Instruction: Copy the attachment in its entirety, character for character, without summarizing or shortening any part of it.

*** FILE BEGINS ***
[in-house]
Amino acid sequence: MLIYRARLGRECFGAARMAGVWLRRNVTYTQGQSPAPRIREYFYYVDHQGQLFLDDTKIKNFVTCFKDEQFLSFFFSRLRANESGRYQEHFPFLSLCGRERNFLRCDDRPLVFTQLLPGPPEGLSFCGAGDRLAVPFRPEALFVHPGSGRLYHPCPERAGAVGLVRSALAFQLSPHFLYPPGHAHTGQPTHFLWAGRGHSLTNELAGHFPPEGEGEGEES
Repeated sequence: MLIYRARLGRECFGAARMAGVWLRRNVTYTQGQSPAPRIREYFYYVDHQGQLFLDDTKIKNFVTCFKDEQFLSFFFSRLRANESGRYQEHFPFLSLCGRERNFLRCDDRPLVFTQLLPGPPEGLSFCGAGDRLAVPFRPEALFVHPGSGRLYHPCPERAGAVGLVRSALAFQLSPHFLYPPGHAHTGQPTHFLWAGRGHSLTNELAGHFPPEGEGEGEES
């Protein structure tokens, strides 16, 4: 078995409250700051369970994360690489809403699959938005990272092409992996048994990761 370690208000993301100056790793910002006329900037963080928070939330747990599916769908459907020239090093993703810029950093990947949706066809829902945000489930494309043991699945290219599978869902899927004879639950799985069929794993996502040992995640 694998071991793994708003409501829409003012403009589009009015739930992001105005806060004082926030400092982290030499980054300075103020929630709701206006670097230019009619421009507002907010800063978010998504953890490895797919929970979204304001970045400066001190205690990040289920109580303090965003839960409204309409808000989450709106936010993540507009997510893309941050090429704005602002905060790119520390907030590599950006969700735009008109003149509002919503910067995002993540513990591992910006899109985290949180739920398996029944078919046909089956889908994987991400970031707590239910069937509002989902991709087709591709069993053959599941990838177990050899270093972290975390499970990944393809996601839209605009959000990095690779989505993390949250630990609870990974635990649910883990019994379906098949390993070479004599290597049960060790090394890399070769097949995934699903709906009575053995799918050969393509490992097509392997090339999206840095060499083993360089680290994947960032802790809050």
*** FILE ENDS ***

[in-house]
Amino acid sequence: MLIYRARLGRECFGAARMAGVWLRRNVTYTQGQSPAPRIREYFYYVDHQGQLFLDDTKIKNFVTCFKDEQFLSFFFSRLRANESGRYQEHFPFLSLCGRERNFLRCDDRPLVFTQLLPGPPEGLSFCGAGDRLAVPFRPEALFVHPGSGRLYHPCPERAGAVGLVRSALAFQLSPHFLYPPGHAHTGQPTHFLWAGRGHSLTNELAGHFPPEGEGEGEES
Repeated sequence: MLIYRARLGRECFGAARMAGVWLRRNVTYTQGQSPAPRIREYFYYVDHQGQLFLDDTKIKNFVTCFKDEQFLSFFFSRLRANESGRYQEHFPFLSLCGRERNFLRCDDRPLVFTQLLPGPPEGLSFCGAGDRLAVPFRPEALFVHPGSGRLYHPCPERAGAVGLVRSALAFQLSPHFLYPPGHAHTGQPTHFLWAGRGHSLTNELAGHFPPEGEGEGEES
């Protein structure tokens, strides 16, 4: 078995409250700051369970994360690489809403699959938005990272092409992996048994990761 370690208000993301100056790793910002006329900037963080928070939330747990599916769908459907020239090093993703810029950093990947949706066809829902945000489930494309043991699945290219599978869902899927004879639950799985069929794993996502040992995640 694998071991793994708003409501829409003012403009589009009015739930992001105005806060004082926030400092982290030499980054300075103020929630709701206006670097230019009619421009507002907010800063978010998504953890490895797919929970979204304001970045400066001190205690990040289920109580303090965003839960409204309409808000989450709106936010993540507009997510893309941050090429704005602002905060790119520390907030590599950006969700735009008109003149509002919503910067995002993540513990591992910006899109985290949180739920398996029944078919046909089956889908994987991400970031707590239910069937509002989902991709087709591709069993053959599941990838177990050899270093972290975390499970990944393809996601839209605009959000990095690779989505993390949250630990609870990974635990649910883990019994379906098949390993070479004599290597049960060790090394890399070769097949995934699903709906009575053995799918050969393509490992097509392997090339999206840095060499083993360089680290994947960032802790809050």